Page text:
I can see lightning flash across the sky as I start to type this post, though I think it is quite far away as I can hardly hear the thunder. Looks like it is going to be quite an epic night for the weather, very similar to the sort of day I had, in my view. First, I will start with the end. The end of my day, that is:
- Wrong bus
Yes, it didn’t take long for me to take the wrong bus from my school to the apartment. I was 100% positive I was getting on the right bus, as it had the name of the area I live in on the bus, plus it was leaving at the exact time that I usually take.
However, once the bus failed to turn up the road that it usually does, that was when I started to worry. When the price for my ticket exceeded the usual amount that I normally pay, that was when I was freaking out inside. It got to a point where I was the only one left on the bus, and it looked like it was heading right out of town. So I immediately pressed the ‘stop at the next bus stop for me, please’ button, and promptly got off, paying about 30 Yen (R3.00) more than what I usually do. I then quickly whipped out my phone, straight onto Google maps, and saw that I was about 2km away from my apartment.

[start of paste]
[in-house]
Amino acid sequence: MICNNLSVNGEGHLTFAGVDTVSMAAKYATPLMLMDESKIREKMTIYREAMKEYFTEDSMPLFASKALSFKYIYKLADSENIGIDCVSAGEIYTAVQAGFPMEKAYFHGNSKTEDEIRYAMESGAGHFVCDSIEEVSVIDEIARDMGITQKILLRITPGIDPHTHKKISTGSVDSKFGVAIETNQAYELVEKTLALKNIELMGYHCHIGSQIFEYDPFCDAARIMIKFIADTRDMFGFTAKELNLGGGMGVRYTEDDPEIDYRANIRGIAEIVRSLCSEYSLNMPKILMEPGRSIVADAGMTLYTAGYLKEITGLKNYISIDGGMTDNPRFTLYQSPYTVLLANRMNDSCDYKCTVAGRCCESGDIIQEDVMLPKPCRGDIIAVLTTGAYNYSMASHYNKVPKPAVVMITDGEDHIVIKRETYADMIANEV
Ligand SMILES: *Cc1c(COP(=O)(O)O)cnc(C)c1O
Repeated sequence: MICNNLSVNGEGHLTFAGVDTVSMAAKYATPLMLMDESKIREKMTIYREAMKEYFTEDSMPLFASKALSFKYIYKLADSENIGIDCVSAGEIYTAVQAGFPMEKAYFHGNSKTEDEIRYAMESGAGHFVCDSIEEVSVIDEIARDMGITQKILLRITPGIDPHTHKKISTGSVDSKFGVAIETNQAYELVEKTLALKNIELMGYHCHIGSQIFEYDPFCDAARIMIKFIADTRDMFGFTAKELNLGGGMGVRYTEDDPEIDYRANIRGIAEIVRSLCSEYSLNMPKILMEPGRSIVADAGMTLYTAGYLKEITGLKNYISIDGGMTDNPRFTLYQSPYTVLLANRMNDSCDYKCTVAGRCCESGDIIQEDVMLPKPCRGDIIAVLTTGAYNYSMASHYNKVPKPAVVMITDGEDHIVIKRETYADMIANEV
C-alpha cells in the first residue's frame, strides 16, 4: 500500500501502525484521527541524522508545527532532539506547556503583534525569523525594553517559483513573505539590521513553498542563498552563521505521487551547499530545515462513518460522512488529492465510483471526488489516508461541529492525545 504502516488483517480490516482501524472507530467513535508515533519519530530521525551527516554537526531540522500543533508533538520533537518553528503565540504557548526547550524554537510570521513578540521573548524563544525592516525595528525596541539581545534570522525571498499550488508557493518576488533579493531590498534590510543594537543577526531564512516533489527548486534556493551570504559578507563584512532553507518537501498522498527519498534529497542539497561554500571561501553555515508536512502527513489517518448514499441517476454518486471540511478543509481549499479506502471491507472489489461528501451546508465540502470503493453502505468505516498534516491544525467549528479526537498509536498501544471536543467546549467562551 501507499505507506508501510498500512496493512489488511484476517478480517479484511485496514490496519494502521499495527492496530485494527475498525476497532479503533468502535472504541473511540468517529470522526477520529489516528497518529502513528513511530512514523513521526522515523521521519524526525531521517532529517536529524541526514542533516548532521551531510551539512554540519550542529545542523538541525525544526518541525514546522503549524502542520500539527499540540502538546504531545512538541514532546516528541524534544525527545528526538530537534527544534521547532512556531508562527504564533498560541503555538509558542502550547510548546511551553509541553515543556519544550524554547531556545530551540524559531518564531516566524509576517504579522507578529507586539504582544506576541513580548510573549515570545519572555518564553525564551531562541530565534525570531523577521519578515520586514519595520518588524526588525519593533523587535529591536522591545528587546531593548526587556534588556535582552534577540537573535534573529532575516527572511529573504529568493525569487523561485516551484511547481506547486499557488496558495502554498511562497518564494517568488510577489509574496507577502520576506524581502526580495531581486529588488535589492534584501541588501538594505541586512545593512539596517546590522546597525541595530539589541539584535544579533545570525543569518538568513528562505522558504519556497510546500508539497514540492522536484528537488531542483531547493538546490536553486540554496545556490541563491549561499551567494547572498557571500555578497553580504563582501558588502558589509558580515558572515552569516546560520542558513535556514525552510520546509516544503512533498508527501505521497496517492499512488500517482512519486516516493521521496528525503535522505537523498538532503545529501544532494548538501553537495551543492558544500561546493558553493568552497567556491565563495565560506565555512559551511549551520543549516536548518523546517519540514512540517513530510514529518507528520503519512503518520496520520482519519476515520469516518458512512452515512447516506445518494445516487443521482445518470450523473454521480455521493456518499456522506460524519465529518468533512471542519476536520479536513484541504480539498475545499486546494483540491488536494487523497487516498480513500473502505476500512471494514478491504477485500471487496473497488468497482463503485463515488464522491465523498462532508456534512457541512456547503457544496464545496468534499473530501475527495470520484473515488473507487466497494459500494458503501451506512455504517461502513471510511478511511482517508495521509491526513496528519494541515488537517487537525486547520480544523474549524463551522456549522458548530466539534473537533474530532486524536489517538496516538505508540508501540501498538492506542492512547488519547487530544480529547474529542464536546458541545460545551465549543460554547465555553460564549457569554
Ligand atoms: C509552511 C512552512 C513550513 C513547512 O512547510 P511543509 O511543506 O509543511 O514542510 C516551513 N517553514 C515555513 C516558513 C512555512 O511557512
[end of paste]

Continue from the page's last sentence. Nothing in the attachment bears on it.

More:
“That’s not too far” you might think. But consider this: Onomichi is known at the ‘City of hills‘ – and more often than not those hills are actually small mountains. So yes, I had a bit of climbing to do as my apartment is at the top of one of those small mountains. As much as I could of complained about it, I realised that it wouldn’t do me any good and instead just went with the flow and started walking.
I ended up taking some pictures on my mini trek (see below), and about 45 minutes later I dragged myself though my apartment door, drenched in sweat and sporting some very nice looking calf muscles (you must see how defined they are becoming from all this walking!).
It turns out, according to my predecessor, that my usual bus was probably running a bit late and it was most likely waiting for the current bus to move so it can take its place at the correct bus stop. So, in future I must look carefully before strolling onto a bus, or else take the long route home 😉
- The ‘epic’ part of my day
This week the Japanese celebrate Obon. According to one website: “Obon is an annual Buddhist event for commemorating one’s ancestors. It is believed that each year during obon, the ancestors’ spirits return to this world in order to visit their relatives. Traditionally, lanterns are hung in front of houses to guide the ancestors’ spirits, obon dances (bon odori) are performed, graves are visited and food offerings are made at house altars and temples. At the end of Obon, floating lanterns are put into rivers, lakes and seas in order to guide the spirits back into their world. The customs followed vary strongly from region to region.”